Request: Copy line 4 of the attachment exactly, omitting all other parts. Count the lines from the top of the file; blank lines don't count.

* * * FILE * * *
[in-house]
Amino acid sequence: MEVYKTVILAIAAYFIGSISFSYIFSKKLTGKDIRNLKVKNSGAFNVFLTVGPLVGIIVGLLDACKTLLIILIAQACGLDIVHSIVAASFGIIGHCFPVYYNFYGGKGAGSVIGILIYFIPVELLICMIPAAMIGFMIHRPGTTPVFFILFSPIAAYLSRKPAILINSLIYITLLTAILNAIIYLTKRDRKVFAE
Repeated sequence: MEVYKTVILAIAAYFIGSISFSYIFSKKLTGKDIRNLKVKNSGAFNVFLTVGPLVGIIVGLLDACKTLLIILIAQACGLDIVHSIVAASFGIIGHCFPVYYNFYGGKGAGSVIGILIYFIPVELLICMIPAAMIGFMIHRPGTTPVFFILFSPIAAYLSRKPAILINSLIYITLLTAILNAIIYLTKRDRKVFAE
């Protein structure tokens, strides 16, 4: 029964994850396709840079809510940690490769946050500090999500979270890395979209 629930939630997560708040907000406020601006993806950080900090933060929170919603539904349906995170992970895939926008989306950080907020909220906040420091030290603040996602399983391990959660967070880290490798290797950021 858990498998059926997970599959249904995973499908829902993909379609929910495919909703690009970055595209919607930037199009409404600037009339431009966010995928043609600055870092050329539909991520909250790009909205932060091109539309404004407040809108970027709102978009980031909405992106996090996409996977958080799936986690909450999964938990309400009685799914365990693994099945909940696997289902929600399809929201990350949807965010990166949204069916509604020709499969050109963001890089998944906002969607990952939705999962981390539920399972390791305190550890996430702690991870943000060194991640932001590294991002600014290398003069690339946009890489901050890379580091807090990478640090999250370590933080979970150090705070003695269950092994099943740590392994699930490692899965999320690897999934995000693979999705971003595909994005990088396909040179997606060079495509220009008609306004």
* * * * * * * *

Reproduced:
């Protein structure tokens, strides 16, 4: 029964994850396709840079809510940690490769946050500090999500979270890395979209 629930939630997560708040907000406020601006993806950080900090933060929170919603539904349906995170992970895939926008989306950080907020909220906040420091030290603040996602399983391990959660967070880290490798290797950021 858990498998059926997970599959249904995973499908829902993909379609929910495919909703690009970055595209919607930037199009409404600037009339431009966010995928043609600055870092050329539909991520909250790009909205932060091109539309404004407040809108970027709102978009980031909405992106996090996409996977958080799936986690909450999964938990309400009685799914365990693994099945909940696997289902929600399809929201990350949807965010990166949204069916509604020709499969050109963001890089998944906002969607990952939705999962981390539920399972390791305190550890996430702690991870943000060194991640932001590294991002600014290398003069690339946009890489901050890379580091807090990478640090999250370590933080979970150090705070003695269950092994099943740590392994699930490692899965999320690897999934995000693979999705971003595909994005990088396909040179997606060079495509220009008609306004």